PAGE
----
The international trade of Latin America and the Caribbean will decline this year by 23% due to the impact of the COVID-19 pandemic, which forces a 9.1% decline in the regional economy, says a report by the Economic Commission for Latin America and the Caribbean (ECLAC). Both exports, whose value will shrink 23% this year, and imports, which will be down 25%, will be affected—the setbacks in Latinamerica's shipments of manufactured goods, minerals and fuel. The collapse of tourism (-50%) will drag down service exports, especially from the Caribbean, while intraregional trade will also show a sharp contraction of -23.9%, especially in manufactures.
The construction of the red, yellow and green lines of the Cochabamba Metropolitan Train will be resumed, 72 million bolivianos ($10.34 mn) were disbursed, with which the payments to the Accidental Tunari Association (AAT) in charge of building the work that will unite six municipalities in the department of Cochabamba reactivated.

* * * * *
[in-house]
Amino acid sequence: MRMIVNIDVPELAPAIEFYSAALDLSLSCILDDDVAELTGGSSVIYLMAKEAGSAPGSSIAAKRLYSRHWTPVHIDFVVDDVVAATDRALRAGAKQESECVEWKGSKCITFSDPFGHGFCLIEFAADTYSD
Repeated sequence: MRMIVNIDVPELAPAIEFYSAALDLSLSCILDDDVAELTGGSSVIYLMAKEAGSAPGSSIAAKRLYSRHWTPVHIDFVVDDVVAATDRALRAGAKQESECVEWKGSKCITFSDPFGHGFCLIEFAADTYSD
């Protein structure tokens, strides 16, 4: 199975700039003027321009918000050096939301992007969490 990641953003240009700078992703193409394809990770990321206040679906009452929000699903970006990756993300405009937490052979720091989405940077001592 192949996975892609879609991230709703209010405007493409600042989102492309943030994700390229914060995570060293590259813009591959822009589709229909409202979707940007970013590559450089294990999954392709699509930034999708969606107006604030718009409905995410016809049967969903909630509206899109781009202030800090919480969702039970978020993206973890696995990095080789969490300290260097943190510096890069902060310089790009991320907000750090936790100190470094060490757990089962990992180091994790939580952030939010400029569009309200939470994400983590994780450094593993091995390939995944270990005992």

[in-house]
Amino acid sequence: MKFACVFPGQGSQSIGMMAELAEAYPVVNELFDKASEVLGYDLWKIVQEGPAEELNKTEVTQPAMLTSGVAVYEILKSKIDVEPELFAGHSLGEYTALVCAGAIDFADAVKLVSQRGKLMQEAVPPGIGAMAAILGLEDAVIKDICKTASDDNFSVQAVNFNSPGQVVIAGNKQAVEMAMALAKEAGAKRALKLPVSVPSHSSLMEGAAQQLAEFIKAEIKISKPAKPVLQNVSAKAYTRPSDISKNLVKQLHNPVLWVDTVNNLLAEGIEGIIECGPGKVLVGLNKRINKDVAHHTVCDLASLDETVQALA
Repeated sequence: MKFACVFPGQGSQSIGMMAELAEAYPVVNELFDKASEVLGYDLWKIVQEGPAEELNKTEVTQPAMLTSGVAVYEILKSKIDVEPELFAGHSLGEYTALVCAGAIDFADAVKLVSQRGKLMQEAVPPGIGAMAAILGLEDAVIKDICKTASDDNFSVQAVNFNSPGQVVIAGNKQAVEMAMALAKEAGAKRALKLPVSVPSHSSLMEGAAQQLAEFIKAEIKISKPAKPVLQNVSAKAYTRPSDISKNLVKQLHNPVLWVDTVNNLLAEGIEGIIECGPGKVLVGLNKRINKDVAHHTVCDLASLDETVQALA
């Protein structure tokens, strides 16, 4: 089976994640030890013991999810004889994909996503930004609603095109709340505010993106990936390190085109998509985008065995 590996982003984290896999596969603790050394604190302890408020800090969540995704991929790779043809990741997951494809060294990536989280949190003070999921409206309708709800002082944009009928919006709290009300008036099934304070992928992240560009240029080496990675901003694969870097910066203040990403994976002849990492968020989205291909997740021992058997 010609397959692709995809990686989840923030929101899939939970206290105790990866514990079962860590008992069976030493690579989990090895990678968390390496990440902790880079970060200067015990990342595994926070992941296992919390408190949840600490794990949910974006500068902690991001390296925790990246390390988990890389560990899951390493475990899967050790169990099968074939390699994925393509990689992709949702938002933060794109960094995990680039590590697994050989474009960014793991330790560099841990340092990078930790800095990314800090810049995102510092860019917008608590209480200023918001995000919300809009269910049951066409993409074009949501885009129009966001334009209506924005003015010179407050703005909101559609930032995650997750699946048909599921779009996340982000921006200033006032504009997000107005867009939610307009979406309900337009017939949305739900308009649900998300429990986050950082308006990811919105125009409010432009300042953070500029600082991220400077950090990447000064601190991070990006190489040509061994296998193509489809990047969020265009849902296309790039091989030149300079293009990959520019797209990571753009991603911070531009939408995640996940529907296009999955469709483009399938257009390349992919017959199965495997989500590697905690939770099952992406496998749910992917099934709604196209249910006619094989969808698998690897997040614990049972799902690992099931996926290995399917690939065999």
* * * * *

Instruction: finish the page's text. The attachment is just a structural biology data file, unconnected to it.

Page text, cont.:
The Mutun steel project to date has disbursed around 104 million dollars. However, there are inconsistencies in the progress of the work; the government argues that the development is 3% and the Consul General of China Wang Jialei reported that the company Sinosteel, which executes the project, has an advance of 40%. The steel plant has already had two failed attempts: with the Brazilian EBX in 2006 and with the Indian Jindal in 2012. In January 2019, the construction of the steel plant began with a 30-month completion period.
The trade balance as of the first semester had a negative balance of $38 million, according to data from the Bolivian Institute of Foreign Trade (IBCE). Adding external sales during the first half of this year, the figures show a turnover 26% lower than that recorded in the same period of the past administration. Imports also registered a drop of 35%.
The Federation of Cattlemen of Beni (Fegabeni) informed this Tuesday that in nine days of blockade the sector lost 17 million Bolivians ($2.44 mn). In this situation, air bridges are being built, which increases costs and forces the price of a kilo of meat to rise in the cities of La Paz and El Alto.